A consistently intelligent (or at least bright), coherently constructed comedy that is on occasion a rather pointed critique of the American education system in the…
A carload of teenage girls on their way to the beach stops at a gas station and one of them likes the look of the attendant, an older guy with bad-boy charm. She invites him along. He quits his job and jumps in the car. He says he's from South Dakota and has never seen the ocean. We don't know whether to believe that, or much of anything else he says, but she believes him, and so will her younger brother.
That's the setup for "Down in the Valley," a movie the actors and director take as far as they can until the story bogs down in questions too big to forgive. The first half is pitch-perfect, as Tobe (Evan Rachel Wood), who is 18, falls under the spell of Harlan (Edward Norton), who is thirtysomething but not quite grown up, or all there. He thinks of himself as a cowboy, loves that 10-gallon hat, takes her horseback riding and gets into a dispute over whether the horse was stolen or only borrowed. He has a lot of misunderstandings like that.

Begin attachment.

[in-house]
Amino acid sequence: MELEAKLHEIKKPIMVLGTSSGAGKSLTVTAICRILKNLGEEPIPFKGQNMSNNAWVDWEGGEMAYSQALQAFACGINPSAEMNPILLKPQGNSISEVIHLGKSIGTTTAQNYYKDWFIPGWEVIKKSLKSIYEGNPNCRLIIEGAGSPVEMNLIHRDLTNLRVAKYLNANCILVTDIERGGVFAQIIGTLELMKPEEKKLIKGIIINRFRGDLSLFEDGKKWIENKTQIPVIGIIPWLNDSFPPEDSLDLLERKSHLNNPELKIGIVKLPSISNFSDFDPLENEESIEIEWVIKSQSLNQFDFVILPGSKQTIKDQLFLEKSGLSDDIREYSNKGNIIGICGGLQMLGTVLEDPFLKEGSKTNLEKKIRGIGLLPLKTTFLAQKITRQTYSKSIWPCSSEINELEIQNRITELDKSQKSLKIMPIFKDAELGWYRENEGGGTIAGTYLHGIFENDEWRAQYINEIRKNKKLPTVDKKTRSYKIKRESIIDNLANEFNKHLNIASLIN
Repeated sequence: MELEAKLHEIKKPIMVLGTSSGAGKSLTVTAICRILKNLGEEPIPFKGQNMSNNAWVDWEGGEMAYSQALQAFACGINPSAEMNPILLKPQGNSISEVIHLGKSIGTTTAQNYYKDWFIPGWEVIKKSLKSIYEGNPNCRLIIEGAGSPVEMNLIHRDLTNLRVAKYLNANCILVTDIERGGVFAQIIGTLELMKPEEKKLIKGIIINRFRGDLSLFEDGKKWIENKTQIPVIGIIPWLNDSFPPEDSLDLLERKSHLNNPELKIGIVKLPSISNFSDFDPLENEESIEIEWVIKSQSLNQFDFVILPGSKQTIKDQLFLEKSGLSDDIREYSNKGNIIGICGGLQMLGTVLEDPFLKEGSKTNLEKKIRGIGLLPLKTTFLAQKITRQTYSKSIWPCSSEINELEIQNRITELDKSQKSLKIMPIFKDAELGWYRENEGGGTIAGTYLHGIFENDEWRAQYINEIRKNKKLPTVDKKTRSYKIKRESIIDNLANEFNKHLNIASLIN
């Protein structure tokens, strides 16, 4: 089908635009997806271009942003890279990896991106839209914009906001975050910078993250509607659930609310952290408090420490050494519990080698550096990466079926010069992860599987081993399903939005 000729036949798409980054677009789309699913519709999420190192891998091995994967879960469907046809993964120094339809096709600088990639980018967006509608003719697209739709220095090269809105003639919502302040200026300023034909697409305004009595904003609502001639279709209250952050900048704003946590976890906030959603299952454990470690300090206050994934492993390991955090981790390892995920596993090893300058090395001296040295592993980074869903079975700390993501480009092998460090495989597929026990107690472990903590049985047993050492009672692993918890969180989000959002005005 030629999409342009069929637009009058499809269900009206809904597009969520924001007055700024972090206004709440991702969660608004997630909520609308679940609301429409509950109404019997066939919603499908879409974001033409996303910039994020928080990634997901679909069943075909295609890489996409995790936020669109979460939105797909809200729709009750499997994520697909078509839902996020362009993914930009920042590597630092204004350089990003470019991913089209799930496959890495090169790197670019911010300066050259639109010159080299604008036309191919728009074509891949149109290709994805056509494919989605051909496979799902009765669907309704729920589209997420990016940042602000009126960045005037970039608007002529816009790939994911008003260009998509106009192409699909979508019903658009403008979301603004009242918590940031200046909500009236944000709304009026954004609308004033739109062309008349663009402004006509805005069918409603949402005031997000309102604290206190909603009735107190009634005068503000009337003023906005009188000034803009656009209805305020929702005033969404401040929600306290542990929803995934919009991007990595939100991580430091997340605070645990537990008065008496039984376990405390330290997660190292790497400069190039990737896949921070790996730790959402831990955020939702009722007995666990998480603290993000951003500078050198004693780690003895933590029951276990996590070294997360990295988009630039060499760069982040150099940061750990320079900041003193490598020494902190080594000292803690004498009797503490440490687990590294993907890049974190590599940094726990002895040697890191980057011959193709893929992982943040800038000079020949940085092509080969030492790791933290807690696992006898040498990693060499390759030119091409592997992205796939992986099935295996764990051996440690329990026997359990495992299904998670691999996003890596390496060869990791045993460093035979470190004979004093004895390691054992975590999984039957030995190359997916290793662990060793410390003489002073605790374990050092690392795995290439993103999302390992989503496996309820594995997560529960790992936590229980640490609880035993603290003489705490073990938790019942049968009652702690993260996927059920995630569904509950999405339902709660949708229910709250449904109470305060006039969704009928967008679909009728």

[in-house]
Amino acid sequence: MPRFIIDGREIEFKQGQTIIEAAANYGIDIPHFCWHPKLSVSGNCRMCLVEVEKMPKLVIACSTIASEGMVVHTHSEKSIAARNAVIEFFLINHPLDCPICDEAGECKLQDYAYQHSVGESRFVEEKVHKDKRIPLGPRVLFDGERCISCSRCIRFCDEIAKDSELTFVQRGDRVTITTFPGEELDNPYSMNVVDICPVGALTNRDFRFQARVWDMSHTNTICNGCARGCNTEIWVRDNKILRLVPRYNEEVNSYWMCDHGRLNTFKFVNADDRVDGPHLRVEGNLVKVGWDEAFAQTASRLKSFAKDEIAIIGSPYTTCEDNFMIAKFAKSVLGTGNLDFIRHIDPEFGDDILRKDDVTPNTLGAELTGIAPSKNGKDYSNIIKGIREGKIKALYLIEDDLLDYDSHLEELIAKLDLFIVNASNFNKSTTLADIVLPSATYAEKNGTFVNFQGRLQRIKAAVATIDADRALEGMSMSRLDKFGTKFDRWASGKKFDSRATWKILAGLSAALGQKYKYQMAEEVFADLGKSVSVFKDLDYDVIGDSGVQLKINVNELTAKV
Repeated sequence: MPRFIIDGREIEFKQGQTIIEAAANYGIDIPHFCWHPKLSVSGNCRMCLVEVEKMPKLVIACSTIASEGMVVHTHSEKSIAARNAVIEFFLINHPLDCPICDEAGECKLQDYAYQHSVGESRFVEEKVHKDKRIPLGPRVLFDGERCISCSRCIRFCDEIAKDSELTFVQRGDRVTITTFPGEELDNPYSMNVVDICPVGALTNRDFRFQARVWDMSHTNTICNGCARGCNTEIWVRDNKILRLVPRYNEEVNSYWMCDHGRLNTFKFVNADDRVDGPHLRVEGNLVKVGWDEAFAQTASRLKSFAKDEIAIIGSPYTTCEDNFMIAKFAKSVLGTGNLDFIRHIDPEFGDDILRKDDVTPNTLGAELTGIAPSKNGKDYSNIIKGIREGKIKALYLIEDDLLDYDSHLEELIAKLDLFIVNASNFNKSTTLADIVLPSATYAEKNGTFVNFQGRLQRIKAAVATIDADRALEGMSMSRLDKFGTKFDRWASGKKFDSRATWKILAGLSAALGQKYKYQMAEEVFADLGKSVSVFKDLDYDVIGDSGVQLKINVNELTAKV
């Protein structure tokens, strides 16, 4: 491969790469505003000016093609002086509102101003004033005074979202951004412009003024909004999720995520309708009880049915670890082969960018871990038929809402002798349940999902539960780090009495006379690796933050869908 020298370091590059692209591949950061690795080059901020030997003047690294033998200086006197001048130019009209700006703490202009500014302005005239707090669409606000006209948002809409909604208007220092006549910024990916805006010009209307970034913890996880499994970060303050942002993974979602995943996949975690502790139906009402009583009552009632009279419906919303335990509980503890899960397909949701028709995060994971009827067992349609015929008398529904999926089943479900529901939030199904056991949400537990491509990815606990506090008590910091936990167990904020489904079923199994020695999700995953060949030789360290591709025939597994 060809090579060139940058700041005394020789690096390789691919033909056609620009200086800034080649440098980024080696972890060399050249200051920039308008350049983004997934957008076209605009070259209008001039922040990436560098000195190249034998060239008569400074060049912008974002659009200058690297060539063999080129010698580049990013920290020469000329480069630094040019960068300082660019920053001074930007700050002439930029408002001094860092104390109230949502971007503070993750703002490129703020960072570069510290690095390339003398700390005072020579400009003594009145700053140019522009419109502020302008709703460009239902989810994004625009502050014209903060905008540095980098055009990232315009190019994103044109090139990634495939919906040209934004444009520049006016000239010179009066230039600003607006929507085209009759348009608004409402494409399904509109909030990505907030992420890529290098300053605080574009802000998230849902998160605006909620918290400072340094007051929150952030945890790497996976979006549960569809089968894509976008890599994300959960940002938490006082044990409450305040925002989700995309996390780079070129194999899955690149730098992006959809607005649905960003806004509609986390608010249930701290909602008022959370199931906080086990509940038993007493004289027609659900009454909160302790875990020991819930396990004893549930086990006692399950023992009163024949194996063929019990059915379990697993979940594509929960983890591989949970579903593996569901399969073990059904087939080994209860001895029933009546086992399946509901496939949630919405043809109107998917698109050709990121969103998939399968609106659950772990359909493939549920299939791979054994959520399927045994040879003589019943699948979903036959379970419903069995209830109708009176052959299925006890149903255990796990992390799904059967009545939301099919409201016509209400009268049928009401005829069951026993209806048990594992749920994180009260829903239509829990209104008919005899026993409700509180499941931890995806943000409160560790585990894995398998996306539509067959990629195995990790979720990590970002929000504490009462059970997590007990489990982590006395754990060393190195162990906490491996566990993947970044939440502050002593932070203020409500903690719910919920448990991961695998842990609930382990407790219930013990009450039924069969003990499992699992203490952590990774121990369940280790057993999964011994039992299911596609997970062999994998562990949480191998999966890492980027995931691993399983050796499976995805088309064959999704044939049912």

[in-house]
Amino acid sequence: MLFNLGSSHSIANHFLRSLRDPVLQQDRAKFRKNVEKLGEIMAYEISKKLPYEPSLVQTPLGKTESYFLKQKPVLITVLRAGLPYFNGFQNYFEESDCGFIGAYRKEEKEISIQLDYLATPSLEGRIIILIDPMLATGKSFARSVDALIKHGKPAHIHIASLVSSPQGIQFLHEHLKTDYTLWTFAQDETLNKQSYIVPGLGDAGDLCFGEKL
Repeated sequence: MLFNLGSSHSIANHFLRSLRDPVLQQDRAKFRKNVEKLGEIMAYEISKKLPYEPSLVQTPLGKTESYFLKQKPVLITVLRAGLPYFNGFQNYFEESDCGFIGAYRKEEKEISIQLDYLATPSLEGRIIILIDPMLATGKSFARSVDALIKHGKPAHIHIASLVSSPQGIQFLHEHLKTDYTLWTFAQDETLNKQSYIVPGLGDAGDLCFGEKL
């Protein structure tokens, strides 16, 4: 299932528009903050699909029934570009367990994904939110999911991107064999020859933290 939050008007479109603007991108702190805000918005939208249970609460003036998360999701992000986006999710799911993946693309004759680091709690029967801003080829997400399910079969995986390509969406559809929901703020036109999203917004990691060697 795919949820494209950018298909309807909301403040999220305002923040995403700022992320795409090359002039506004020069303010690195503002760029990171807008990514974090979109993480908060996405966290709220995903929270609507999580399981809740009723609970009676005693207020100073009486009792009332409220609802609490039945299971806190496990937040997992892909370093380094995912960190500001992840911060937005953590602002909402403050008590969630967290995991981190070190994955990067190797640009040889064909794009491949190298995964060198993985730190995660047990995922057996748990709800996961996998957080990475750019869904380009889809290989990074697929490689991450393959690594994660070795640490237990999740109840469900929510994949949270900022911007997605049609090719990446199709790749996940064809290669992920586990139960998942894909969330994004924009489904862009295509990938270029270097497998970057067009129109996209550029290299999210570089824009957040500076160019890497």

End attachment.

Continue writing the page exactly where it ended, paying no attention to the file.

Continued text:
Tobe lives in an ordinary house in the San Fernando Valley with her dad, Wade (David Morse), and 13-year-old brother, Lonnie (Rory Culkin). Wade works as a corrections officer but doesn't bring his work home with him: He is a careless parent who makes a big show of supervising his children but seems unaware that Harlan enters his daughter's bedroom at will. When Harlan meets him for the first time, he delivers one of those sincere, forthright speeches about wanting to treat the daughter with respect and earn the trust of the father, etc. Ed Norton is such a nuanced actor that he simultaneously makes this speech sound like the absolute truth and a bald-faced lie.
Tobe is fascinated by Harlan, by his cowboy act, by his posturing, by his (or somebody's) horse and by the sex. But she isn't dumb, and she grows disturbed about some of the things she senses. Her kid brother, on the other hand, is angry with his father and ready to fall for Harlan's line, and that leads to some closing scenes that plain don't work. Wade, having been absent or inattentive at crucial moments, becomes obsessed with hunting down Harlan after the "cowboy" gets into the big trouble that we've been expecting since the first scene. The chase actually leads to the movie set of a Western town, which is not merely symbolism, or even Symbolism, but Symbolism!